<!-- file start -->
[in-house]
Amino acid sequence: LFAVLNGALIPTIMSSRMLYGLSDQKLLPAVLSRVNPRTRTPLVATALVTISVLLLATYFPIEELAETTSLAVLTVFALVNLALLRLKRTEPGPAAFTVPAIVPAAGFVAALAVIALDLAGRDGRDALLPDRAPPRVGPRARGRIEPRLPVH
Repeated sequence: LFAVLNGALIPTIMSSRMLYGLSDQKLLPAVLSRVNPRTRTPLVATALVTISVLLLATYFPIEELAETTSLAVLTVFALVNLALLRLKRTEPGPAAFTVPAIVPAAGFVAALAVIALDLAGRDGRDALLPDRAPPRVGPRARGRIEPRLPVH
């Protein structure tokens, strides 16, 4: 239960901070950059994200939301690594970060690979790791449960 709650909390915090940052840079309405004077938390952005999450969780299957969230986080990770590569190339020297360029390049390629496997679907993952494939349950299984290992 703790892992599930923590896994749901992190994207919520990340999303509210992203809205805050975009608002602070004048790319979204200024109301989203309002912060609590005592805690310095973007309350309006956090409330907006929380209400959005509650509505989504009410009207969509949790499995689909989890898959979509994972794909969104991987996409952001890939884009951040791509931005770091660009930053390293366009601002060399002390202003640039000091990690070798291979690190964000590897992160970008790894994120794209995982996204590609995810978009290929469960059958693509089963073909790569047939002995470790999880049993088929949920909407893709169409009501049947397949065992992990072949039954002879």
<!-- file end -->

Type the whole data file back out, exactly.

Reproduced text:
[in-house]
Amino acid sequence: LFAVLNGALIPTIMSSRMLYGLSDQKLLPAVLSRVNPRTRTPLVATALVTISVLLLATYFPIEELAETTSLAVLTVFALVNLALLRLKRTEPGPAAFTVPAIVPAAGFVAALAVIALDLAGRDGRDALLPDRAPPRVGPRARGRIEPRLPVH
Repeated sequence: LFAVLNGALIPTIMSSRMLYGLSDQKLLPAVLSRVNPRTRTPLVATALVTISVLLLATYFPIEELAETTSLAVLTVFALVNLALLRLKRTEPGPAAFTVPAIVPAAGFVAALAVIALDLAGRDGRDALLPDRAPPRVGPRARGRIEPRLPVH
């Protein structure tokens, strides 16, 4: 239960901070950059994200939301690594970060690979790791449960 709650909390915090940052840079309405004077938390952005999450969780299957969230986080990770590569190339020297360029390049390629496997679907993952494939349950299984290992 703790892992599930923590896994749901992190994207919520990340999303509210992203809205805050975009608002602070004048790319979204200024109301989203309002912060609590005592805690310095973007309350309006956090409330907006929380209400959005509650509505989504009410009207969509949790499995689909989890898959979509994972794909969104991987996409952001890939884009951040791509931005770091660009930053390293366009601002060399002390202003640039000091990690070798291979690190964000590897992160970008790894994120794209995982996204590609995810978009290929469960059958693509089963073909790569047939002995470790999880049993088929949920909407893709169409009501049947397949065992992990072949039954002879």